Economic development will increase power demand, and climate change will continue to create uncertainties about rainfall, water supply and social and economic conditions. Coal-fired power plants that rely on freshwater for cooling will become more vulnerable in water-stressed areas.

Water stress adds to the challenge, because 66.5 per cent of China’s coal-fired power plants are in areas where water is scarce.

Addressing the water-power challenge

Here’s how China is addressing this complex challenge:

Renewable energy. This is the key to China’s transition to a low-carbon, high-quality economy.

Renewable sources can meet the demand for electricity while offering environmental benefits. In 2017, China invested $126.6 billion in renewable energy, nearly half of the world total and more than higher than the United States ($40.5 billion). More than two-thirds of this investment was in solar PV, which now provides power to more than homes; the rest was in wind.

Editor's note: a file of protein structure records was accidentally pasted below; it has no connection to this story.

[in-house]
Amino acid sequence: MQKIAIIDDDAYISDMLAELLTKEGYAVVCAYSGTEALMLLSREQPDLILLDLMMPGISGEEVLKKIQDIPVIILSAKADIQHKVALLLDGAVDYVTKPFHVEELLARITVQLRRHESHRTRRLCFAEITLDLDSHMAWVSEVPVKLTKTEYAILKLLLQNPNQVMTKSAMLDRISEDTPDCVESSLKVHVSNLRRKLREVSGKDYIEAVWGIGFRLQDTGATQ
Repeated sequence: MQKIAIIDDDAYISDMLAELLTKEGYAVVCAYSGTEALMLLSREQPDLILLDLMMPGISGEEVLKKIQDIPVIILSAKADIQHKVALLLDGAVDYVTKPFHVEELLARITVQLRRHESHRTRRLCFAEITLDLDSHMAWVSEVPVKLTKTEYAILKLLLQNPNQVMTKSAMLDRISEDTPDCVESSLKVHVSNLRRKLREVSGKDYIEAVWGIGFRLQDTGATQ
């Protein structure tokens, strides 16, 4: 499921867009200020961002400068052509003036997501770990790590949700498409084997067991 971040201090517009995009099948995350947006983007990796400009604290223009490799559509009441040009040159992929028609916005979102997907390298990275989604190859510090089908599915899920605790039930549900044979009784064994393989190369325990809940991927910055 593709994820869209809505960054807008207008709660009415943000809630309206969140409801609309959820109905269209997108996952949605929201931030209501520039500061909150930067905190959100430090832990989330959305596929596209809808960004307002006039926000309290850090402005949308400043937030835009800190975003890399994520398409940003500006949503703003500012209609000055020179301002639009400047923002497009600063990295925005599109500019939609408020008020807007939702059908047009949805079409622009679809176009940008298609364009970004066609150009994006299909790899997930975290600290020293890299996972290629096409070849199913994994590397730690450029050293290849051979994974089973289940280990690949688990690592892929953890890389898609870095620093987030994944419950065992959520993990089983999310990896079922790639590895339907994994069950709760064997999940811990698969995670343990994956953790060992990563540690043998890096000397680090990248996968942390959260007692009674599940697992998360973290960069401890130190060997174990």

From 2010 to 2018, the total installed capacity of solar PV and wind power in China increased. China also sets an and promotes the development of energy storage technology. WRI research on energy storage technology in China aims to help promote renewable energy development.

For new and existing coal-fired power plants, China also adopted measures such as upgrading cooling systems, and improving water resources management.

Advanced cooling technologies. In 2004, after gradually recognizing the constraint water scarcity may impose on power generation, China’s National Development and Reform Commission required new coal-fired power plants built in water-scarce regions in northern and northwestern regions to adopt air-cooling technology, which can save nearly 80 per cent of water withdrawal compared to traditional recirculating cooling technology. Nationally, between 2000 and 2015, freshwater withdrawal and consumption have been decoupled from thermoelectric power generation growth, largely due to the changing structure of cooling technologies.